This had never been done before, and while based on solid reasoning, there was little science to support this decision. Yet, sometimes desperate times require desperate actions. Jeanna was dying, and they were out of alternatives.

At this point in the podcast I’m very intrigued. I’m learning new things, science-based logic is happening, and because the young girl is already speaking on the podcast, we know that she did not die from rabies, and thus a new scientific discovery will be unraveled. It was exciting.

While the girl is in an induced coma, her mother, Anne, waits by her bedside. The following is a transcript of the show.

Host: Anne stays with Jeanna in the hospital room and spends her time…

Anne: Praying and calling people and asking them to pray.

Host: She repeated this one prayer.

Anne: Psalm 91.

Host: Over and over again.

Anne: It talks about, you know, basically, the devil not getting ahold of you.

Host: He is my refuge and my fortress. My God in whom I trust. Surely he will save you from the fowler’s snare, and from the deadly pestilence.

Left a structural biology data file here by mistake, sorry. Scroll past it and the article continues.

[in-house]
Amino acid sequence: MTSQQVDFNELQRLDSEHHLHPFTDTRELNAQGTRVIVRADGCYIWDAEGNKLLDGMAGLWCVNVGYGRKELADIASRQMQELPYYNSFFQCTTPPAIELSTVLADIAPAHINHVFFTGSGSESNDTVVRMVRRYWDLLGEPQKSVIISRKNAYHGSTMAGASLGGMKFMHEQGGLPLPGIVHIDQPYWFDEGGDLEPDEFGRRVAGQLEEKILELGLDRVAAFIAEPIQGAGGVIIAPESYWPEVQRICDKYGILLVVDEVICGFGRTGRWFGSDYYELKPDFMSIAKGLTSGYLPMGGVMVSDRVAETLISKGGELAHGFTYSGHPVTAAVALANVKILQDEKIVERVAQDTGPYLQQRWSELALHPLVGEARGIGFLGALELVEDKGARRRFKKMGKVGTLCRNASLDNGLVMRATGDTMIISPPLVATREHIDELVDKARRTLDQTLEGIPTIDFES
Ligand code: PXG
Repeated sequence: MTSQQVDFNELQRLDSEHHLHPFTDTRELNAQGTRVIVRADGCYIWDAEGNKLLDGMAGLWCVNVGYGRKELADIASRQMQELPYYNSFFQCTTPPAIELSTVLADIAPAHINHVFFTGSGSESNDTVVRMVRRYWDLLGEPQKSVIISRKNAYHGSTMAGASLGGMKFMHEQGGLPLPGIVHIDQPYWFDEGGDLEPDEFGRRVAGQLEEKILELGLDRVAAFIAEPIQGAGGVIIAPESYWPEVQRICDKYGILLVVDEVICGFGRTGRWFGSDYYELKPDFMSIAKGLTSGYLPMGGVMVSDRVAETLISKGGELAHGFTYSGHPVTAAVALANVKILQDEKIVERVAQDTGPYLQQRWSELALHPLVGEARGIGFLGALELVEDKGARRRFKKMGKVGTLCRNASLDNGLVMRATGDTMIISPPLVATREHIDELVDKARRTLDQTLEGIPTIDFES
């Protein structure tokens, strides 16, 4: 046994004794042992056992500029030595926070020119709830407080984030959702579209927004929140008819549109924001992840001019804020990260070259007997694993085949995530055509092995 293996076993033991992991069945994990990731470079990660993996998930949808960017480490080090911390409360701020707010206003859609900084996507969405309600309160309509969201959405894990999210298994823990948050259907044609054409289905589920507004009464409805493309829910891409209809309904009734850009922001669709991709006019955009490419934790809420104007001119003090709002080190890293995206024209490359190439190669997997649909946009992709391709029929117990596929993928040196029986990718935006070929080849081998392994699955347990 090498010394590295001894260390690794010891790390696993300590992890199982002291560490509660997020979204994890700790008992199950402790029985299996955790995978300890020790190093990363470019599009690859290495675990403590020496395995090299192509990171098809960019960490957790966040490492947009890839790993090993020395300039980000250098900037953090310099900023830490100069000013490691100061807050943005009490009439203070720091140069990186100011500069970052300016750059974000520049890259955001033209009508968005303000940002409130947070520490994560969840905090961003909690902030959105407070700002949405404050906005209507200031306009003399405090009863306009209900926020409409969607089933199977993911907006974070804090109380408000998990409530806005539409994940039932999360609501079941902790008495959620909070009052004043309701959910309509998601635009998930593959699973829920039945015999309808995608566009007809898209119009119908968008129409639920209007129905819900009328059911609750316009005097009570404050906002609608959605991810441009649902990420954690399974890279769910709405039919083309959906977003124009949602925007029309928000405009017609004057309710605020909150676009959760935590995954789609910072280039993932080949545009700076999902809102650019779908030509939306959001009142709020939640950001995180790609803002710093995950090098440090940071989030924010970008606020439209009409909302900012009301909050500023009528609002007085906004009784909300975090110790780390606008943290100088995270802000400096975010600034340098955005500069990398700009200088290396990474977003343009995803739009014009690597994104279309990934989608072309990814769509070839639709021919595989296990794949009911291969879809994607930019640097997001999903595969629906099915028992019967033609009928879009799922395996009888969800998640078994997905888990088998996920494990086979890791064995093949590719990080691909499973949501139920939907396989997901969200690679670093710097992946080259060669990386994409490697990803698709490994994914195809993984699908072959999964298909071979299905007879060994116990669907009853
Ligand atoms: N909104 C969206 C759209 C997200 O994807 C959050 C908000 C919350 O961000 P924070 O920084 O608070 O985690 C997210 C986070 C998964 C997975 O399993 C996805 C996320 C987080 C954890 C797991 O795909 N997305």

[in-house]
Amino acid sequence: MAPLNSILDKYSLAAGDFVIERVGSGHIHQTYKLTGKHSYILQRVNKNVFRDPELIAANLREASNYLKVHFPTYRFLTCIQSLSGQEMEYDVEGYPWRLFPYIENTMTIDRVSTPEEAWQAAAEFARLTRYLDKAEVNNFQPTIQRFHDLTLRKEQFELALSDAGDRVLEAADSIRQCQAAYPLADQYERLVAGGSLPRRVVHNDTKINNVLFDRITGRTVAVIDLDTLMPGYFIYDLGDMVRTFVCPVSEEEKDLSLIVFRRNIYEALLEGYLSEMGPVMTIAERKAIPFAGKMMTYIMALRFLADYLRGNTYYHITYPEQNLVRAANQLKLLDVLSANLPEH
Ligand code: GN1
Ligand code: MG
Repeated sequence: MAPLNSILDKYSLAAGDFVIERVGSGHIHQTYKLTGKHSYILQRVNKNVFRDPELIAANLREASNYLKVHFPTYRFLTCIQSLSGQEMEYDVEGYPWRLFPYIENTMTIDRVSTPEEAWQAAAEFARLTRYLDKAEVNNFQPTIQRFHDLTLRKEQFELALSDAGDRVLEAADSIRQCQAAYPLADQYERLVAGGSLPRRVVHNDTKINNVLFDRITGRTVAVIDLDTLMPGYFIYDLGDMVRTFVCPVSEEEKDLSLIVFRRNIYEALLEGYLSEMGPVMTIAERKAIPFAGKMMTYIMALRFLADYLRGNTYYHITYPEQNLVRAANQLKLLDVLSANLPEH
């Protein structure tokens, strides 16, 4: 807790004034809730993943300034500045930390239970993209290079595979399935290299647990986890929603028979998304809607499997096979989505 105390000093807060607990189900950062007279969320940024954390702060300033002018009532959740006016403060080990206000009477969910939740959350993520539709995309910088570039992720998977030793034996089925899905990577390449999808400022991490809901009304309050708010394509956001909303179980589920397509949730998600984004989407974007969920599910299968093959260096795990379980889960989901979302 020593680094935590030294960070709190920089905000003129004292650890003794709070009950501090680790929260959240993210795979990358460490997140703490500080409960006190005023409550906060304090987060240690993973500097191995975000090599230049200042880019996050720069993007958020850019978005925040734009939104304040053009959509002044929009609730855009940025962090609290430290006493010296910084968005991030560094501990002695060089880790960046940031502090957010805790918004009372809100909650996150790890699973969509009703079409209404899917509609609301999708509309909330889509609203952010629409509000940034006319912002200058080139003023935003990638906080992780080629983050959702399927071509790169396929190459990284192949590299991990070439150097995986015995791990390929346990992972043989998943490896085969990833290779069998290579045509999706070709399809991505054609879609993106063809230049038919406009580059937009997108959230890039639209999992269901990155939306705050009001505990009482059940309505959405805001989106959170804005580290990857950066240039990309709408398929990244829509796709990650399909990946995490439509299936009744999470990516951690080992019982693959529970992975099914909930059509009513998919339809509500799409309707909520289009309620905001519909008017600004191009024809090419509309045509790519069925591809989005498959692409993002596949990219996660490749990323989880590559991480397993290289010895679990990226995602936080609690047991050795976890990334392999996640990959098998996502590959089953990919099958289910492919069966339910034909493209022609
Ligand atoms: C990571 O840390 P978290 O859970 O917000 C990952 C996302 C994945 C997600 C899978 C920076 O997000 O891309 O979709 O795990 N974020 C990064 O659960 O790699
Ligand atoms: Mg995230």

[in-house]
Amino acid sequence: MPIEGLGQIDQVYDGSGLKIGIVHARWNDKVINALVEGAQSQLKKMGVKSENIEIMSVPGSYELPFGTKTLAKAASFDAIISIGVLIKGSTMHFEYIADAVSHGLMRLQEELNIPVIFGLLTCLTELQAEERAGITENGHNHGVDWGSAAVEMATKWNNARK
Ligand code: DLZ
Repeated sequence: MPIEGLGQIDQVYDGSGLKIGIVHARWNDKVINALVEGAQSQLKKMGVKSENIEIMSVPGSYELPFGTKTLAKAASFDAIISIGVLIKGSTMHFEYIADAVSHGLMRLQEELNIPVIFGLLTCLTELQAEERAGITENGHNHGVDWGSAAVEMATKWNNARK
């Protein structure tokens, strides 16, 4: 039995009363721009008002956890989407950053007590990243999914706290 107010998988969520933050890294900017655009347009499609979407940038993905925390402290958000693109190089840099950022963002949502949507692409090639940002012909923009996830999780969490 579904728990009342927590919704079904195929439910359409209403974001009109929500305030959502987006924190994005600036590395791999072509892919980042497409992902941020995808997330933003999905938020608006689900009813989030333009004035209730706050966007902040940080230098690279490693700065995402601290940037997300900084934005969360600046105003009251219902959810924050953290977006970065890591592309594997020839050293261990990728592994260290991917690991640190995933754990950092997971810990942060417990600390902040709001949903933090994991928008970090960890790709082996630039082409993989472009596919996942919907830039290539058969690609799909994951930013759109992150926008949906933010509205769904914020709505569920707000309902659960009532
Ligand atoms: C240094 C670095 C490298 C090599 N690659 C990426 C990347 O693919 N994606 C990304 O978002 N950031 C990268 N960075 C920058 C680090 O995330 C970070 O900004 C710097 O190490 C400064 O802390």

The girl was bit by a rabid bat IN A CHURCH. Additionally, hasn’t prayer been shown to be ineffective?

Is Radiolab suggesting that prayer was the answer rather than the induced coma? (It turns out in the end the neither is really the answer, but at this point in the podcast we are none the wiser) What gives, Radiolab, trusted friend? Have I been betrayed? Perhaps this is just a misunderstanding.

It was a truly annoying and unnecessary addition to the podcast, yet, while listening to it I was ready to forgive give Radolab for the indiscretion.

Then, just a few minutes later, it happened again.

The doctor who suggested inducing a coma, Dr. Rodney Willoughby, was worried that Jeanna might become ‘locked in”. This is a state in which the mind is functioning, but has no control of the body. It is the ultimate prison, and a frightening existence to envision. As the doctor points out, it would be better to die than be a locked in victim. The show continues: